Considering the fact that the Bush Administration is the planet’s primary proponent of war with Iraq, Nancy Lessin wants to know why the US Congress has failed to follow the example of parliaments around the world that are debating whether a war is necessary.

“When we look at the world community, we see that they had a debate in the Parliament of Turkey. They had a debate in the Parliament of Great Britain. They are having serious debates in legislative bodies all over the world, and yet there is no debate in Congress,” says Lessin, the mother of a 25-year-old Marine who has been dispatched to the Persian Gulf.

Lessin and other parents of troops serving in the Gulf have joined US soldiers and a dozen members of Congress as plaintiffs in a lawsuit that seeks to bar President Bush from ordering an attack on Iraq without a Congressional declaration of war. “If the rest of the world can debate this war, then America can as well. Our Constitution requires that debate,” says Lessin, the Massachusetts AFL-CIO’s health and safety coordinator, whose son Joe is among the almost 300,000 US troops who have already been sent to the Gulf. “If the President starts this war without a declaration from Congress, he will violate the Constitution. And I do not want our troops being ordered to fight an unconstitutional war.”

On Tuesday, Lessin sat in a federal courthouse in Boston, where a three-judge panel of the US Court of Appeals for the First Circuit heard arguments regarding the suit that she sees as an essential step in reasserting democracy in America. The lawsuit, which is the premier legal challenge to the President’s authority to wage war against Iraq, looked to be going nowhere when it was dismissed by Federal Judge Joseph Tauro in mid-February. But the plaintiffs’ lead attorney in the case, Boston lawyer John Bonifaz, filed a successful motion for expedited review before the appellate court. On Tuesday, Bonifaz faced off against top lawyers for John Ashcroft’s Department of Justice before Judges Sandra Lynch, Conrad Cyr and Norman Stahl.

This time, the case was not dismissed. Bonifaz argued that an invasion of Iraq without further action by Congress would violate Article I, Section 8 of the United States Constitution, which states that “Congress shall have Power…[t]o declare War.” He explained that the October resolution on Iraq that was passed by the House and Senate had failed to declare war and, in fact, had unlawfully ceded to the President the authority to decide whether to launch an invasion of Iraq.

“We are not saying that the war cannot occur if Congress declares it. Our position is that the Constitution requires the President to go to Congress before launching a premeditated, first-strike invasion of another country,” explains Bonifaz. “This is precisely what the framers of the Constitution intended to prevent. They placed Article 1, Section 8 in the Constitution to assure that the President of the United States would not have the power that European monarchs had held in the past in matters of war and peace.”

In a marked departure from the February appearance before Judge Tauro, Tuesday’s appearance before the three-judge panel saw this argument treated with respect and a reasonable level of interest by at least two of the jurists. “Clearly the court understands the gravity of the issues being put before it,” said Bonifaz. “I think we have strong arguments and I think the judges want to hear them.”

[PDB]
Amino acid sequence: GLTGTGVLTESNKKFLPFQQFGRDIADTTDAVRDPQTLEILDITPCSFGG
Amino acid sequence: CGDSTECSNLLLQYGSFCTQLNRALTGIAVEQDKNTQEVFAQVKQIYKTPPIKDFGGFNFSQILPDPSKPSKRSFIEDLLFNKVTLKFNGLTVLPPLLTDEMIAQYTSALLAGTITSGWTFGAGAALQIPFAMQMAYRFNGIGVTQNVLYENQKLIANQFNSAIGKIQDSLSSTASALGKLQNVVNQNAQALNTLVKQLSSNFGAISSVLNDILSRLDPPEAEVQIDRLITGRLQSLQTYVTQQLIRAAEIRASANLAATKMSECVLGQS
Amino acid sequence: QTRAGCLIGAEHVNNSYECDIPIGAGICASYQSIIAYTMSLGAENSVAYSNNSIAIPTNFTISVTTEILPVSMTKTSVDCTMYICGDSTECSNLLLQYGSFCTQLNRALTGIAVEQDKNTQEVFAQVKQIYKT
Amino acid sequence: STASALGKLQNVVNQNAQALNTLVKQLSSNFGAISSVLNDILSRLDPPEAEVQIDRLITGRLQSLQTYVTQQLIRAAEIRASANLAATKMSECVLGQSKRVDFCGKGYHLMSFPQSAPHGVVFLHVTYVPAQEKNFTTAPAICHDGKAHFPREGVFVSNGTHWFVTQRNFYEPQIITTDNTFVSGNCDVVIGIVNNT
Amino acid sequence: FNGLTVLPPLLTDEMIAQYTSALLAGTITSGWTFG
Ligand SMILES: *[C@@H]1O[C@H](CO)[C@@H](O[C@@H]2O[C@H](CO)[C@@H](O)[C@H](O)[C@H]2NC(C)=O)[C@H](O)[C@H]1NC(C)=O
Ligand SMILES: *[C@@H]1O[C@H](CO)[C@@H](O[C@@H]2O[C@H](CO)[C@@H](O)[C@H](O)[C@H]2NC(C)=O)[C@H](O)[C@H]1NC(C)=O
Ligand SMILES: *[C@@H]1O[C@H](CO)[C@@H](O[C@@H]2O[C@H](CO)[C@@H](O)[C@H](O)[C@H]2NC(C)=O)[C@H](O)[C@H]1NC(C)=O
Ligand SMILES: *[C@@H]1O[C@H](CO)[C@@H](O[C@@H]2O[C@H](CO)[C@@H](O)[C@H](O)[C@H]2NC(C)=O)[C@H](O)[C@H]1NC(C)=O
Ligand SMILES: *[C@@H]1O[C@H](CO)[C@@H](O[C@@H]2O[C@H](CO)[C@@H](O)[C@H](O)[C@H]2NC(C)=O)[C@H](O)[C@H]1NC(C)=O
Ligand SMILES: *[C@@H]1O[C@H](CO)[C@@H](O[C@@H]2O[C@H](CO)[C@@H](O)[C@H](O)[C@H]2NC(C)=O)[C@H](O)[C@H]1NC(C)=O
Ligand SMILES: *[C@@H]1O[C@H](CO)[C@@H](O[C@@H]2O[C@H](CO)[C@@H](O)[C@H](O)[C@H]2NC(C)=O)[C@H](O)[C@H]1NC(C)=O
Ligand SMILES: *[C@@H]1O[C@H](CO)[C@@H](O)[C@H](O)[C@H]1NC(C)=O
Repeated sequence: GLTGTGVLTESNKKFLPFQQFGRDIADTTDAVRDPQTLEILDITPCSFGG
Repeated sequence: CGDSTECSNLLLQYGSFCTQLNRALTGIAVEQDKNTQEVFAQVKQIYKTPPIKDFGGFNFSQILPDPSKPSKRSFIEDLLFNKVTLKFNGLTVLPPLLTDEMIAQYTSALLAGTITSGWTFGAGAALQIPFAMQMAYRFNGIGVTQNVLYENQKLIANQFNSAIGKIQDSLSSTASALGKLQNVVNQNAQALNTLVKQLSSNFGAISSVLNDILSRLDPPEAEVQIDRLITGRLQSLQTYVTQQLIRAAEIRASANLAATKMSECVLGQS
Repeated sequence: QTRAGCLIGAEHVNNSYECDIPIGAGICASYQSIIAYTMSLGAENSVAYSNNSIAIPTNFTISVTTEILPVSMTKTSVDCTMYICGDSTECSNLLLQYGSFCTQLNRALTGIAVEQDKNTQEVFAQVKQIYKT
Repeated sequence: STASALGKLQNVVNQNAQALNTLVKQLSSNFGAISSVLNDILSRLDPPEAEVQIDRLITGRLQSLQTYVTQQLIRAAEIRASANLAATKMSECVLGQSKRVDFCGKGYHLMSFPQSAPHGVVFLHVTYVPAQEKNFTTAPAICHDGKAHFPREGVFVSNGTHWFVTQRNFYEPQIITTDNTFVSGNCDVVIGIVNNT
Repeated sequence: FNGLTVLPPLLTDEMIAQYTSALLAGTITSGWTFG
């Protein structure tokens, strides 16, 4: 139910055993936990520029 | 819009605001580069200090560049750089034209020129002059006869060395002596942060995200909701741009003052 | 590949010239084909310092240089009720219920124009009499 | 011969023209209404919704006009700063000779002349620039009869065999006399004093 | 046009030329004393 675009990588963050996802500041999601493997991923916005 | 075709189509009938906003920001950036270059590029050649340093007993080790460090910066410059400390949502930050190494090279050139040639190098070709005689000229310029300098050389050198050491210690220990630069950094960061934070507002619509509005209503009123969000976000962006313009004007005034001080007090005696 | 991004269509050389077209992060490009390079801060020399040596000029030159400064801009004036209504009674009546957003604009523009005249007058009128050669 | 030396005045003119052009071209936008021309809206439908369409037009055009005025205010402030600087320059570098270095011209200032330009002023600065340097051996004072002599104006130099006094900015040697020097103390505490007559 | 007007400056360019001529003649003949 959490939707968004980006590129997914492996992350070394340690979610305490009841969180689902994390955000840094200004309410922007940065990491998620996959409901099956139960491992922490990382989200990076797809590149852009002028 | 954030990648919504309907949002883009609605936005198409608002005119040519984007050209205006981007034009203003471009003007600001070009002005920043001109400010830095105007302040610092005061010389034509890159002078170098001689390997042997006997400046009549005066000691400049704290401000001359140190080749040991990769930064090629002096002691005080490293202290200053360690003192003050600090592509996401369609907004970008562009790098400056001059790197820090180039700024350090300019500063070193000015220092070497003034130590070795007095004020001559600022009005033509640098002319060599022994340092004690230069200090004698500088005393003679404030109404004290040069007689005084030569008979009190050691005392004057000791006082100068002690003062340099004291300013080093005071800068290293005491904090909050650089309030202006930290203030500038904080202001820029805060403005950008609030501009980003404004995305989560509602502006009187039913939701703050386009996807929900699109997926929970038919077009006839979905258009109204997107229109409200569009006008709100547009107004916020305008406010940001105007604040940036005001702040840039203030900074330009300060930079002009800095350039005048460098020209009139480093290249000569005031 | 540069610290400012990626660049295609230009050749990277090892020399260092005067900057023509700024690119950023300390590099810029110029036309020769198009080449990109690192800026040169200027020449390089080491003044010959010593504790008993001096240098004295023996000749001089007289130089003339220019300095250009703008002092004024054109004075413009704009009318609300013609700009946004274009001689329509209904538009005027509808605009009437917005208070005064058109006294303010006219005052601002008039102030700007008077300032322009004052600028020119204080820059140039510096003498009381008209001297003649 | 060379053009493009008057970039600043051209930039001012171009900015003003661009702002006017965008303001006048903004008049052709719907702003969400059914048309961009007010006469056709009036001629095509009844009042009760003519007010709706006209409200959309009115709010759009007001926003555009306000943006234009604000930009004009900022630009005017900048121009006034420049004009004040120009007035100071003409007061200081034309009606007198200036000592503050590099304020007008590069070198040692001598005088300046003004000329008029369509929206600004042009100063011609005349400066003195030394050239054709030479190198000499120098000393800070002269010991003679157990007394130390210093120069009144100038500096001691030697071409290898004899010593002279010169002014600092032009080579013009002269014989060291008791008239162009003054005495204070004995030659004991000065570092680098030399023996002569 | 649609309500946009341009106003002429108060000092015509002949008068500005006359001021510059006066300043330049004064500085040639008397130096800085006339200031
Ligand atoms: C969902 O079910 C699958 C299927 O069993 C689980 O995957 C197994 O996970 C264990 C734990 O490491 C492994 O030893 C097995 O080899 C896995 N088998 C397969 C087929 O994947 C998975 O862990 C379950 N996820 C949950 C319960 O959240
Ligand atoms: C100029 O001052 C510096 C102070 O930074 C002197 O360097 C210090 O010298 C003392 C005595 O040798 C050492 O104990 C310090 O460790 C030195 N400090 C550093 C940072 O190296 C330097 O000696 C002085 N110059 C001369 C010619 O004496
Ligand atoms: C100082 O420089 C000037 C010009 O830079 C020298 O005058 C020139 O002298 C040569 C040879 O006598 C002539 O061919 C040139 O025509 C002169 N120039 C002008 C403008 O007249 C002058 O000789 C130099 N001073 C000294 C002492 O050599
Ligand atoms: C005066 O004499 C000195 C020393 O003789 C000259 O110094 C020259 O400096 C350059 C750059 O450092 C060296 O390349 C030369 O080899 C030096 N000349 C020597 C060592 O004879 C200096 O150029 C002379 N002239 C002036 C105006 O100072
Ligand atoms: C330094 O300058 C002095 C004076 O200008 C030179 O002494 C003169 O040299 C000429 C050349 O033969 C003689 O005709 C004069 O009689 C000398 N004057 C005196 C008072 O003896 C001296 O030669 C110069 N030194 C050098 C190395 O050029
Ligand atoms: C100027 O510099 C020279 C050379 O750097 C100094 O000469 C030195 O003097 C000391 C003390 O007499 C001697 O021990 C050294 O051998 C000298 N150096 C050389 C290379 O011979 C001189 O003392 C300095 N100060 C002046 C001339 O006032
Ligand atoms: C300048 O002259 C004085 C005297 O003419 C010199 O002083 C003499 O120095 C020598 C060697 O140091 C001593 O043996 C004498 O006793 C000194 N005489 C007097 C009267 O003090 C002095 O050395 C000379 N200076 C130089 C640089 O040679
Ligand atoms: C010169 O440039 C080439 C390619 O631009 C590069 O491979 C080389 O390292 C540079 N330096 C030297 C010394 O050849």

Indeed, rather than dismiss the case as Tauro did, the judges asked Bonifaz and the lawyers for the Justice Department detailed questions, and then ordered both sides to submit briefs by next Tuesday.

Is it still a long shot to expect a federal appeals court to issue an order blocking a war? Absolutely. If history is any indication, the courts cannot be counted on to get in the way of presidential war-making. During the Vietnam War and in the run-up to the first Persian Gulf War, federal courts found various arguments for rejecting similar suits. But Bonifaz believes that the Bush Administration’s failure to get a declaration of war–and the confusion over whether members of Congress intended for the President to get a clear go-ahead from the United Nations–creates an opening that may not have existed in the past.

“It was clearly the intent of the founders that there be a Congressional declaration of war before this country invaded another. We are now at the point where an invasion appears imminent, yet we have not had the declaration. This is exactly the point where the court should intervene and say George Bush must obey the Constitution,” says Bonifaz. “Saddam Hussein can, on his own volition, send troops into Kuwait. President Bush does not have the power to send troops into Iraq. We have a different system, and it is right to ask that that system be allowed to work.”

That argument has won support in legal circles. Several dozen law professors from across the country have signed onto a brief supporting the suit. And US Representative John Conyers from Michigan, the ranking Democrat on the House Judiciary Committee, who is one of the Congressional plaintiffs, says, “President Bush recently told journalists that whether we go to war ‘is not up to you, it’s up to me.’ The Founding Fathers did not establish an imperial presidency with war-making power. The Constitution clearly reserves that for Congress.”

As the appeals court weighs the case, some members of Congress are moving to reassert their authority. While the Republican and Democratic leadership in the House and Senate continue to avoid dealing with the constitutional issues raised by the Administration’s rush to war, a growing number of members in both chambers have begun to advance legislation that seeks to slow that rush. To wit:

* The senior Democrats in the Senate, Robert Byrd of West Virginia and Edward Kennedy of Massachusetts, have co-sponsored a resolution that calls on the Bush Administration to continue support of United Nations weapons inspections in Iraq and that expresses the sense of the Senate that the President must return to Congress for a second vote before initiating the use of force.